Walking into the Royal Society of Medicine last Saturday (19 August) for my first official duty as the incoming President, two things suggested that this was not going to be the normal event I had been promised. Firstly, there were over 500 people present, and nearly all were younger than me. Secondly, there was a line of TV vans outside.
The first was explained by the title of the meeting, an open discussion about the future of the NHS, put together by Discourse, a group that promotes debate on the issues of the day. So we had sixth formers, medical students, and junior doctors in large numbers. Some of them had brought their parents with them, a reversal of the usual custom. It was therefore different to the usual audience in any building whose name starts with the word Royal. It was lively—you don’t normally get heckling at medical meetings. The format encouraged audience participation and they did just that. The panellists were only allowed the briefest of opening statements, and then it switched into a more interactive format. Heckling apart, it worked well. Sarah Wollaston MP and Chair of the Health Select Committee demonstrated why she was re elected to that critical post unopposed, showing grace under pressure, as indeed did other seasoned campaigners such as Nigel Edwards, Philippa Whitford, and Clare Gerada (aka my wife). Rachel Clarke spoke for the generation in the hall with great passion. Then again, she was a career journalist before she went into medicine.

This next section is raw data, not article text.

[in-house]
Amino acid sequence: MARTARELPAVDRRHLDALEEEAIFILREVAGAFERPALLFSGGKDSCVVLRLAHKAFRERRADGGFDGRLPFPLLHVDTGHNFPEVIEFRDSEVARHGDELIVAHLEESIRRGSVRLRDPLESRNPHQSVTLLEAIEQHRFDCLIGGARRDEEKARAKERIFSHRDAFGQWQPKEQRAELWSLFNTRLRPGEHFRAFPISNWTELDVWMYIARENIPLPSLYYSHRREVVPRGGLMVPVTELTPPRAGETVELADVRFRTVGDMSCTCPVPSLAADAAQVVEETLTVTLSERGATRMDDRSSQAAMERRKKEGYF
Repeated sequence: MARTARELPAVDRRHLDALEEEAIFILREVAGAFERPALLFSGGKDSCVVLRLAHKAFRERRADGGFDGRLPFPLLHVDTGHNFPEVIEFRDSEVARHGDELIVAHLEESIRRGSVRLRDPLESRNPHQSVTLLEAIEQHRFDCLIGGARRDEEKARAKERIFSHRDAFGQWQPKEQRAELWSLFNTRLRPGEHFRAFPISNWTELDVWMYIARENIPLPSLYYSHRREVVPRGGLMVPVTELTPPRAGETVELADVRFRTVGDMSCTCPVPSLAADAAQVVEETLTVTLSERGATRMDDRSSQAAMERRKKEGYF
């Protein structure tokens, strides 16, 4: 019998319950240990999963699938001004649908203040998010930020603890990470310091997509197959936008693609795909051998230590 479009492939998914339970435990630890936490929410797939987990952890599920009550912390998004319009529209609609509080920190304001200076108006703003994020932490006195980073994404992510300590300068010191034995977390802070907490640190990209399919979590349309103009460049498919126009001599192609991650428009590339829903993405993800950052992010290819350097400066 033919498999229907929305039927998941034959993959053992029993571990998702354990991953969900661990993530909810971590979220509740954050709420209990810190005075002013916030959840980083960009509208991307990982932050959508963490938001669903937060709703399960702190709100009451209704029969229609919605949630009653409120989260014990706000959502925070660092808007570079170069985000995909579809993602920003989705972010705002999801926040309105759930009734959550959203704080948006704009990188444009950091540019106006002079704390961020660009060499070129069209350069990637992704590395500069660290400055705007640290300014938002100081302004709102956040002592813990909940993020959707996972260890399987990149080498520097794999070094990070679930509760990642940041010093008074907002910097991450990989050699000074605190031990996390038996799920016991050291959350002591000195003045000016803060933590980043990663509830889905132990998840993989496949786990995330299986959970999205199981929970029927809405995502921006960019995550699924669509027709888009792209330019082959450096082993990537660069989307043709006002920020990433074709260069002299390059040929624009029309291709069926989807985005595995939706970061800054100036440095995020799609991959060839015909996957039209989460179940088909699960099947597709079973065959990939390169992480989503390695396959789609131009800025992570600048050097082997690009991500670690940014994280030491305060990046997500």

But much of this was familiar stuff, and not sufficient to explain the TV vans blocking Wimpole Street. They had come for one person only, the keynote speaker at the end of the day, a certain Professor Stephen Hawking.